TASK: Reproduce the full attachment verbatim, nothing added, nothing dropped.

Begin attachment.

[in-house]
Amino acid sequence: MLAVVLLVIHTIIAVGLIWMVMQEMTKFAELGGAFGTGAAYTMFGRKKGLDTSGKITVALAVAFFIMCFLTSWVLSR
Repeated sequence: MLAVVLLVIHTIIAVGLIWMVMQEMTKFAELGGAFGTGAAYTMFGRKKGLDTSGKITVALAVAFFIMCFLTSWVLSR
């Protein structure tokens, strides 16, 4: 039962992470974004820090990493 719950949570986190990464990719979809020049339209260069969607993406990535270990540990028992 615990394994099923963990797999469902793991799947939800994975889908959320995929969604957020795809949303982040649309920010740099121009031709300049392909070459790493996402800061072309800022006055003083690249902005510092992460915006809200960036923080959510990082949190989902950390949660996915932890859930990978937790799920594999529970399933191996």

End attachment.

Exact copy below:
[in-house]
Amino acid sequence: MLAVVLLVIHTIIAVGLIWMVMQEMTKFAELGGAFGTGAAYTMFGRKKGLDTSGKITVALAVAFFIMCFLTSWVLSR
Repeated sequence: MLAVVLLVIHTIIAVGLIWMVMQEMTKFAELGGAFGTGAAYTMFGRKKGLDTSGKITVALAVAFFIMCFLTSWVLSR
């Protein structure tokens, strides 16, 4: 039962992470974004820090990493 719950949570986190990464990719979809020049339209260069969607993406990535270990540990028992 615990394994099923963990797999469902793991799947939800994975889908959320995929969604957020795809949303982040649309920010740099121009031709300049392909070459790493996402800061072309800022006055003083690249902005510092992460915006809200960036923080959510990082949190989902950390949660996915932890859930990978937790799920594999529970399933191996």